When on site it seems as though almost everything that can be worn has a PPE equivalent. In a way that makes sense, about the only garment that does not seem to have an EN rating is boxer shorts.
There are a multitude of reasons why so much of what can be worn is listed as Workwear, but the fact is that when you are at work it makes sense to dress appropriately.
It is even possible to have waterproof socks in case the water level happens to be a fraction too high for your boots.
But is it all really worth it?
Yes, of course it is.
The idea of safety clothing is to keep you protected in the workplace and it helps if what you are wearing is as comfortable as possible. It is true that high-vis clothing may never be seen on the catwalks of Pairs or in London fashion week, although it is not unlikely that at some point some designer will choose to include something one day.
However, until that day arrives it is safe to assume that there will always be a truly practical purpose for the rules and regulations that govern what should be worn in any potentially hazardous environment.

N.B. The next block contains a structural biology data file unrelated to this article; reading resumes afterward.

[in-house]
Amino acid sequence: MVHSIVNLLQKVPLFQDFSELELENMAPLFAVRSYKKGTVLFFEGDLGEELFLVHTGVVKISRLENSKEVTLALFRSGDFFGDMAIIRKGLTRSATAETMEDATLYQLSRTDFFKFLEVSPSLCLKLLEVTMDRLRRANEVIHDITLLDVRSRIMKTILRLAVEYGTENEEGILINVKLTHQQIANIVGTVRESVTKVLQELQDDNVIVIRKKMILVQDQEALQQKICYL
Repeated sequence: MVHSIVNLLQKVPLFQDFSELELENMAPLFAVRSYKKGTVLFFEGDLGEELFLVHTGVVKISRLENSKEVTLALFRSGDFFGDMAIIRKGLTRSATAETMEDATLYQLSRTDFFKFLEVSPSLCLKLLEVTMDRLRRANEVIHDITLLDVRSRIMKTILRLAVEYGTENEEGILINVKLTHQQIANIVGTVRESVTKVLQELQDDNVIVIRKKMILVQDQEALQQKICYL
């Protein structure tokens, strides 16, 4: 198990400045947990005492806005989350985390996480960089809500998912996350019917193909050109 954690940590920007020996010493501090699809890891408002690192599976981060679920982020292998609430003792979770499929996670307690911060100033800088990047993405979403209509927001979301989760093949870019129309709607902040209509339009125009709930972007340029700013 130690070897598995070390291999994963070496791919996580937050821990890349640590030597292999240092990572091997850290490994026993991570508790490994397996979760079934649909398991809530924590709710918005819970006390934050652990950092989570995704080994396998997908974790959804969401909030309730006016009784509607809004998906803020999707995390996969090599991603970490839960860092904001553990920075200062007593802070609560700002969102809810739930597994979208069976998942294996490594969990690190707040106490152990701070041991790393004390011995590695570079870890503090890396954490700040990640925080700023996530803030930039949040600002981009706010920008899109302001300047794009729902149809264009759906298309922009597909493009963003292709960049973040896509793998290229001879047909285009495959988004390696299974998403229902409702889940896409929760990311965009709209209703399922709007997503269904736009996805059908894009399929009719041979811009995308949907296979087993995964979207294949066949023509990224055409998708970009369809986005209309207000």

It also saves the wearer from the arduous task of trying to decide what to put on every morning and you can keep your ‘normal’ clothes for when you are at home. In a backwards sort of way it is financially more sensible to have to wear site specific clothing as it tends to be harder wearing than any other clothes.
Some companies even have their logo printed, or embroidered, onto the apparel in order to promote their business and make the wearer feel a part of the ‘family.’
All in all life is just a little bit easier when the effort of getting dressed in the morning is reduced to wondering whether or not to wear a waterproof.
That said we are in the UK . . .